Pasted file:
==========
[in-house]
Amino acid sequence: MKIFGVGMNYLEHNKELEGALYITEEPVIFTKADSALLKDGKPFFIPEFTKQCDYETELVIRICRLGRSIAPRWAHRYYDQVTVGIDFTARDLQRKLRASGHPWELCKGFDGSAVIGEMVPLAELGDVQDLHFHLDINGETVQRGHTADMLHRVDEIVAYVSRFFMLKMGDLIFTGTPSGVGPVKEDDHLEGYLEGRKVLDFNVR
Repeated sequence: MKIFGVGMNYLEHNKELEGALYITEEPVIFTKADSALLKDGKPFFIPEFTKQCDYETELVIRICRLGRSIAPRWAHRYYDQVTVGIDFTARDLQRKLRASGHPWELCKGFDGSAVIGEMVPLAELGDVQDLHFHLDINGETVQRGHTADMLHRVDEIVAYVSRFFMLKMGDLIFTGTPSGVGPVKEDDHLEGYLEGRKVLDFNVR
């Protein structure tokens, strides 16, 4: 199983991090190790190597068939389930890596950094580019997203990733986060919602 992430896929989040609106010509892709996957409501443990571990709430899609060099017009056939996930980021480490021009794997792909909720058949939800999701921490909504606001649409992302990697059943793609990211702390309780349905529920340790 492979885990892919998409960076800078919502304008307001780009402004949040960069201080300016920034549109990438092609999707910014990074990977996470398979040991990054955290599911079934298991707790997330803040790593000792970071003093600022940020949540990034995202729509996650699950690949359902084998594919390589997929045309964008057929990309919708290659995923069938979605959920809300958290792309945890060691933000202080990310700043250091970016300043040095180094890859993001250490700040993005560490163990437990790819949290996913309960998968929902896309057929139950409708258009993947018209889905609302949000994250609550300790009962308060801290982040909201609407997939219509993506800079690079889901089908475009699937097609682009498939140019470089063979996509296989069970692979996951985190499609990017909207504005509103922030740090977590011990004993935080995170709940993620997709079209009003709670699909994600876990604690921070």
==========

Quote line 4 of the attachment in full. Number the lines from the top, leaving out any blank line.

């Protein structure tokens, strides 16, 4: 199983991090190790190597068939389930890596950094580019997203990733986060919602 992430896929989040609106010509892709996957409501443990571990709430899609060099017009056939996930980021480490021009794997792909909720058949939800999701921490909504606001649409992302990697059943793609990211702390309780349905529920340790 492979885990892919998409960076800078919502304008307001780009402004949040960069201080300016920034549109990438092609999707910014990074990977996470398979040991990054955290599911079934298991707790997330803040790593000792970071003093600022940020949540990034995202729509996650699950690949359902084998594919390589997929045309964008057929990309919708290659995923069938979605959920809300958290792309945890060691933000202080990310700043250091970016300043040095180094890859993001250490700040993005560490163990437990790819949290996913309960998968929902896309057929139950409708258009993947018209889905609302949000994250609550300790009962308060801290982040909201609407997939219509993506800079690079889901089908475009699937097609682009498939140019470089063979996509296989069970692979996951985190499609990017909207504005509103922030740090977590011990004993935080995170709940993620997709079209009003709670699909994600876990604690921070």